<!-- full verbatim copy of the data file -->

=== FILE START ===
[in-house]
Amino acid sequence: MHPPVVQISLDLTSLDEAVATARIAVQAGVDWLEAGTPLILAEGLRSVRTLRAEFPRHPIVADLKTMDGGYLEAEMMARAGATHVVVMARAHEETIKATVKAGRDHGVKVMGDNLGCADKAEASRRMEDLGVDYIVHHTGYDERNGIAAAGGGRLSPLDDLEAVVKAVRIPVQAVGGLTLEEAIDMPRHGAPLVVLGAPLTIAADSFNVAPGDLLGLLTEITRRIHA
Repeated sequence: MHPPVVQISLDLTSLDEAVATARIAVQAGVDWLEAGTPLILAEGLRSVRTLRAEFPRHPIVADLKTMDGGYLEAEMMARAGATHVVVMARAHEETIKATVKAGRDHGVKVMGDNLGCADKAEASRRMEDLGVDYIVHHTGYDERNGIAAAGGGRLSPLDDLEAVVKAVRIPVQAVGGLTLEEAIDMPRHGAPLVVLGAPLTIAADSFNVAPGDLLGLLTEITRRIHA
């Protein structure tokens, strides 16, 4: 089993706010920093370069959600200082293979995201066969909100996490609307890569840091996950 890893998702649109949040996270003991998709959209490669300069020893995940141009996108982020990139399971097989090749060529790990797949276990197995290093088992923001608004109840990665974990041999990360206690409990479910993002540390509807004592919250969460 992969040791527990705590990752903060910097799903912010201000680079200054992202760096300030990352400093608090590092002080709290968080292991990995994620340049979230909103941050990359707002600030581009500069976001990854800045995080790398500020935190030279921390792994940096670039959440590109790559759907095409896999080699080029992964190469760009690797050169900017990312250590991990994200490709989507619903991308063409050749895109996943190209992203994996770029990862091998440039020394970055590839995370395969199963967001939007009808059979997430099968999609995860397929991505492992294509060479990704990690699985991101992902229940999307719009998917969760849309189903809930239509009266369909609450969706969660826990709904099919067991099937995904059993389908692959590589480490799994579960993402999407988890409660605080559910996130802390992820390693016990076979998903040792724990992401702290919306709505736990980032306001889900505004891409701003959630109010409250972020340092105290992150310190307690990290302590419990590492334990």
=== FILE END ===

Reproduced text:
[in-house]
Amino acid sequence: MHPPVVQISLDLTSLDEAVATARIAVQAGVDWLEAGTPLILAEGLRSVRTLRAEFPRHPIVADLKTMDGGYLEAEMMARAGATHVVVMARAHEETIKATVKAGRDHGVKVMGDNLGCADKAEASRRMEDLGVDYIVHHTGYDERNGIAAAGGGRLSPLDDLEAVVKAVRIPVQAVGGLTLEEAIDMPRHGAPLVVLGAPLTIAADSFNVAPGDLLGLLTEITRRIHA
Repeated sequence: MHPPVVQISLDLTSLDEAVATARIAVQAGVDWLEAGTPLILAEGLRSVRTLRAEFPRHPIVADLKTMDGGYLEAEMMARAGATHVVVMARAHEETIKATVKAGRDHGVKVMGDNLGCADKAEASRRMEDLGVDYIVHHTGYDERNGIAAAGGGRLSPLDDLEAVVKAVRIPVQAVGGLTLEEAIDMPRHGAPLVVLGAPLTIAADSFNVAPGDLLGLLTEITRRIHA
């Protein structure tokens, strides 16, 4: 089993706010920093370069959600200082293979995201066969909100996490609307890569840091996950 890893998702649109949040996270003991998709959209490669300069020893995940141009996108982020990139399971097989090749060529790990797949276990197995290093088992923001608004109840990665974990041999990360206690409990479910993002540390509807004592919250969460 992969040791527990705590990752903060910097799903912010201000680079200054992202760096300030990352400093608090590092002080709290968080292991990995994620340049979230909103941050990359707002600030581009500069976001990854800045995080790398500020935190030279921390792994940096670039959440590109790559759907095409896999080699080029992964190469760009690797050169900017990312250590991990994200490709989507619903991308063409050749895109996943190209992203994996770029990862091998440039020394970055590839995370395969199963967001939007009808059979997430099968999609995860397929991505492992294509060479990704990690699985991101992902229940999307719009998917969760849309189903809930239509009266369909609450969706969660826990709904099919067991099937995904059993389908692959590589480490799994579960993402999407988890409660605080559910996130802390992820390693016990076979998903040792724990992401702290919306709505736990980032306001889900505004891409701003959630109010409250972020340092105290992150310190307690990290302590419990590492334990």